We were starving when we got home from work yesterday. We had thought of making stuffed zucchini, but it was much too hot to turn on the oven. We decided to have a snack of bread and cheese to tide us over and allow us to come up with a plan for dinner. We wanted a quick meal that would use up vegetables with limited heat. We had a big bunch of basil so we decided to make walnut pesto, and somehow we made the leap from there to homemade pasta to accompany it. My husband - who hates flour because of the mess - even volunteered to make the pasta. So dinner wasn't so quick after all, but it was worth the time investment. Homemade pasta has a rich, buttery taste which pairs nicely with the herby, garlicky flavor of the pesto. I was sad when I felt full because I just wanted to keep eating.

Pasta serves 3
1 C flour
1/2 t salt
1 egg, lightly beaten
2 T water

Mix flour and salt. Make a well in the center and add the egg and water. Mix together. Mixture should form a stiff dough. Pour out onto a well floured counter, and knead for 3 to 4 minutes. Roll out to desired thickness and cut into strips. Place over the rim of the mixing bowl. Let rest. Drop into boiling water and cook 3 to 5 minutes.

Walnut Pesto inspired by kiss my spatula
2 C loosely packed fresh basil leaves, rinsed and dried
1/4 C coarsely chopped walnuts
1/2 C Parmesan cheese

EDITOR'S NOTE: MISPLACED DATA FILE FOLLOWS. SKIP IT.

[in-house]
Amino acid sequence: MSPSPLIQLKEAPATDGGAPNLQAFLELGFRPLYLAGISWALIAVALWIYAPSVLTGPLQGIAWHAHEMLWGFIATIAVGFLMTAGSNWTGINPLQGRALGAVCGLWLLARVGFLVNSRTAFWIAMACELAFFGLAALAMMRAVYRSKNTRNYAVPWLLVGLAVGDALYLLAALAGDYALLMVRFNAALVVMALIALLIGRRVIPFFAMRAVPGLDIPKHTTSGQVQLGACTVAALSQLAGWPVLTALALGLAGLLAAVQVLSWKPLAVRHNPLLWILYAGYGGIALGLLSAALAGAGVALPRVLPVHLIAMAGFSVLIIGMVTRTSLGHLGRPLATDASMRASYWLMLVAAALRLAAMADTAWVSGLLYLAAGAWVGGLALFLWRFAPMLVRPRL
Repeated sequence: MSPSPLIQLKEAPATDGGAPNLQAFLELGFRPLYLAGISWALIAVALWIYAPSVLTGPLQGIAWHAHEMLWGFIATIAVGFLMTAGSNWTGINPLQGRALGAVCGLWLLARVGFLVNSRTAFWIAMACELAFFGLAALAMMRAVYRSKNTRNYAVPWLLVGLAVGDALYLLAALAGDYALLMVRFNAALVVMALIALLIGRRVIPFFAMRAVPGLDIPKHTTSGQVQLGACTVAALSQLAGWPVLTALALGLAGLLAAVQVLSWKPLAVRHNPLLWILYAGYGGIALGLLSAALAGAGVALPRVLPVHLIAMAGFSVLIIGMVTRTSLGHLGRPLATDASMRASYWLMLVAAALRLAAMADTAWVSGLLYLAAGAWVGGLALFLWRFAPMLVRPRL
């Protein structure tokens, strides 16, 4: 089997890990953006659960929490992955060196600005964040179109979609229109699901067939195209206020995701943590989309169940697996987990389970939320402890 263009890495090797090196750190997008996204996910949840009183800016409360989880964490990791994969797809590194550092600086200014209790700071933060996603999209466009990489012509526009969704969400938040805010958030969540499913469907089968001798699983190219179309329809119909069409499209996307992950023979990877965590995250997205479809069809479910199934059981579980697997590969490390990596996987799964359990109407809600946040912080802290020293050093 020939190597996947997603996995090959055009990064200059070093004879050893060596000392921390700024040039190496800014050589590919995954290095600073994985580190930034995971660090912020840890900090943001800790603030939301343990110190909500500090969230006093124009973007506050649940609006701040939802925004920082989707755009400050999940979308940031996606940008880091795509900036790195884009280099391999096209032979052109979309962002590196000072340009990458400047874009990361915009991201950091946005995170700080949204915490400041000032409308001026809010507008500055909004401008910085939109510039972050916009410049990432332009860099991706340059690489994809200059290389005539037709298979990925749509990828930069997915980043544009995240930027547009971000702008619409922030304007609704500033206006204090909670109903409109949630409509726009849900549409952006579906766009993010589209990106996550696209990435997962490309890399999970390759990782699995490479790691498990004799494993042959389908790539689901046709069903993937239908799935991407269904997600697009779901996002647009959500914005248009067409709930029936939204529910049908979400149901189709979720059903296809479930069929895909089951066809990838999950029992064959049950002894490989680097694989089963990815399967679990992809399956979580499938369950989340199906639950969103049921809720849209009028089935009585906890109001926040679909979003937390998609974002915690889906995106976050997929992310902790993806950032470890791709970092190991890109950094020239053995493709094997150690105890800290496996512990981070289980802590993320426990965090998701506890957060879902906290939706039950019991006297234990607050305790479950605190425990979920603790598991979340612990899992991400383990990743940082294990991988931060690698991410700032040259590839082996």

1/2 C olive oil
1 large garlic clove
salt and pepper to taste

Blend all of the ingredients in a blender or food processor. Store any leftovers in an air tight container.

We tossed the pasta with some sauteed summer squash and pesto, and added a dollop of pesto on top.

Monday, July 19, 2010

Pork Chops with White Wine and Mustard Sauce

Saturday night we prepared a feast, but by the time we polished off the eggplant caviar we were only hungry enough for a little taste of the meal. This worked out well because we were really hungry and tired by the time we came back from Oyster Bay yesterday, and there it was waiting for us.

These pork chops and sauce are an example of my husband's talents at work. They were served over a mix of red and white quinoa with sauteed onions and a white wine and mustard sauce. The unexpected ingredient is Old Bay. He sprinkled it over the chops before frying them. He is a huge Old Bay fan. Too much of it does something strange to my mouth, so he let me regulate how much was used. The results were fabulous. The flavors combined beautifully.

Pork Chops with White Wine and Mustard Sauce serves 2
2 pork chops
Old Bay
1 large onion, sliced
1 scallion, sliced
1 T Dijon mustard
1/4 C white wine
1 T butter

Sprinkle each side of the pork chops with Old Bay to taste. Heat up a cast iron pan over medium high heat. Lightly oil the pan and place the chops in the pan. Cook on each side until browned. Add the onions to the pan. Place the chops on top of the onions, and cook until they are tender. When the onions are tender and the pork chops are cooked through, add the mustard, white wine and butter. Heat through and then serve.